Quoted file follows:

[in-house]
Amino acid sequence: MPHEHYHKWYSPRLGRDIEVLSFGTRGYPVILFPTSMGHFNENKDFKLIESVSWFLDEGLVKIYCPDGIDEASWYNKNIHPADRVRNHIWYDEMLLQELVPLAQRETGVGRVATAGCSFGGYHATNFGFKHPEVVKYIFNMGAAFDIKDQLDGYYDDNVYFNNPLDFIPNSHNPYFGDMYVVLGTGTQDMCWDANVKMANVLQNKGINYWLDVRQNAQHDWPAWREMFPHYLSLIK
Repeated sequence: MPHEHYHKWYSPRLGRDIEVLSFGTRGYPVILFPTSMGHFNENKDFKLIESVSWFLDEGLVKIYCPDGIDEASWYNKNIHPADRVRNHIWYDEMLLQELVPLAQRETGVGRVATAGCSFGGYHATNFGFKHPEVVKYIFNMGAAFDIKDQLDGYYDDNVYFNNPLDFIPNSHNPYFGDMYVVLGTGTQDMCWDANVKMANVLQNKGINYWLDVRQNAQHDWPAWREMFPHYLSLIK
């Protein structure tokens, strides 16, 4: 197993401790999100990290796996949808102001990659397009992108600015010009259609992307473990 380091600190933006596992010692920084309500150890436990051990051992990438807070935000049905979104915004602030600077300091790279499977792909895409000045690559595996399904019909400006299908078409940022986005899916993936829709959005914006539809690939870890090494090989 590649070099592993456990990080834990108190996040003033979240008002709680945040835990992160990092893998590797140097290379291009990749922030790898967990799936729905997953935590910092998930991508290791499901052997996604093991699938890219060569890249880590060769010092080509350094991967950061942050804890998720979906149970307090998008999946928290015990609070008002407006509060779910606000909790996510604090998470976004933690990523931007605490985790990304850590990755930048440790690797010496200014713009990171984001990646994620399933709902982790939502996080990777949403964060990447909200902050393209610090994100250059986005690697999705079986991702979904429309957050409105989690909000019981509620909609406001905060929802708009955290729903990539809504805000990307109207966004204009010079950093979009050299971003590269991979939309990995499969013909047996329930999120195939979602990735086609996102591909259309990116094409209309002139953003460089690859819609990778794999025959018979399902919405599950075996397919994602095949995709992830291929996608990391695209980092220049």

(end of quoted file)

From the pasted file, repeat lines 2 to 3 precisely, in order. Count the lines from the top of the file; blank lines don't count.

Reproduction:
Amino acid sequence: MPHEHYHKWYSPRLGRDIEVLSFGTRGYPVILFPTSMGHFNENKDFKLIESVSWFLDEGLVKIYCPDGIDEASWYNKNIHPADRVRNHIWYDEMLLQELVPLAQRETGVGRVATAGCSFGGYHATNFGFKHPEVVKYIFNMGAAFDIKDQLDGYYDDNVYFNNPLDFIPNSHNPYFGDMYVVLGTGTQDMCWDANVKMANVLQNKGINYWLDVRQNAQHDWPAWREMFPHYLSLIK
Repeated sequence: MPHEHYHKWYSPRLGRDIEVLSFGTRGYPVILFPTSMGHFNENKDFKLIESVSWFLDEGLVKIYCPDGIDEASWYNKNIHPADRVRNHIWYDEMLLQELVPLAQRETGVGRVATAGCSFGGYHATNFGFKHPEVVKYIFNMGAAFDIKDQLDGYYDDNVYFNNPLDFIPNSHNPYFGDMYVVLGTGTQDMCWDANVKMANVLQNKGINYWLDVRQNAQHDWPAWREMFPHYLSLIK